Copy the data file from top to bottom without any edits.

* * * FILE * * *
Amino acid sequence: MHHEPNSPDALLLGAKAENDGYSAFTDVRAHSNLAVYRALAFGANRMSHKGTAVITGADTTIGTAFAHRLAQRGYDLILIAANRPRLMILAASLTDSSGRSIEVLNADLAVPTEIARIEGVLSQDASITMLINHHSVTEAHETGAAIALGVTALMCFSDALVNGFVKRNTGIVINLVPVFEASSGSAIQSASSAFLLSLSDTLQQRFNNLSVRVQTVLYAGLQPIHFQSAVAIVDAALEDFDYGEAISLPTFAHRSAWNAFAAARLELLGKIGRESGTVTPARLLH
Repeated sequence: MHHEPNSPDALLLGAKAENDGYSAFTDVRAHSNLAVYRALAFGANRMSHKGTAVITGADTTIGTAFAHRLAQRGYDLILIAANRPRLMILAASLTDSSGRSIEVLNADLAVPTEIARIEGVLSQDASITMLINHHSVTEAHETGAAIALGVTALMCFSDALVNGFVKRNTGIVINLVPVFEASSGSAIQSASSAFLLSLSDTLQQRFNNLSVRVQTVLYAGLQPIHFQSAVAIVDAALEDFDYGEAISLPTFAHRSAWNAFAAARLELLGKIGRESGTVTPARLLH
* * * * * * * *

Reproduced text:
Amino acid sequence: MHHEPNSPDALLLGAKAENDGYSAFTDVRAHSNLAVYRALAFGANRMSHKGTAVITGADTTIGTAFAHRLAQRGYDLILIAANRPRLMILAASLTDSSGRSIEVLNADLAVPTEIARIEGVLSQDASITMLINHHSVTEAHETGAAIALGVTALMCFSDALVNGFVKRNTGIVINLVPVFEASSGSAIQSASSAFLLSLSDTLQQRFNNLSVRVQTVLYAGLQPIHFQSAVAIVDAALEDFDYGEAISLPTFAHRSAWNAFAAARLELLGKIGRESGTVTPARLLH
Repeated sequence: MHHEPNSPDALLLGAKAENDGYSAFTDVRAHSNLAVYRALAFGANRMSHKGTAVITGADTTIGTAFAHRLAQRGYDLILIAANRPRLMILAASLTDSSGRSIEVLNADLAVPTEIARIEGVLSQDASITMLINHHSVTEAHETGAAIALGVTALMCFSDALVNGFVKRNTGIVINLVPVFEASSGSAIQSASSAFLLSLSDTLQQRFNNLSVRVQTVLYAGLQPIHFQSAVAIVDAALEDFDYGEAISLPTFAHRSAWNAFAAARLELLGKIGRESGTVTPARLLH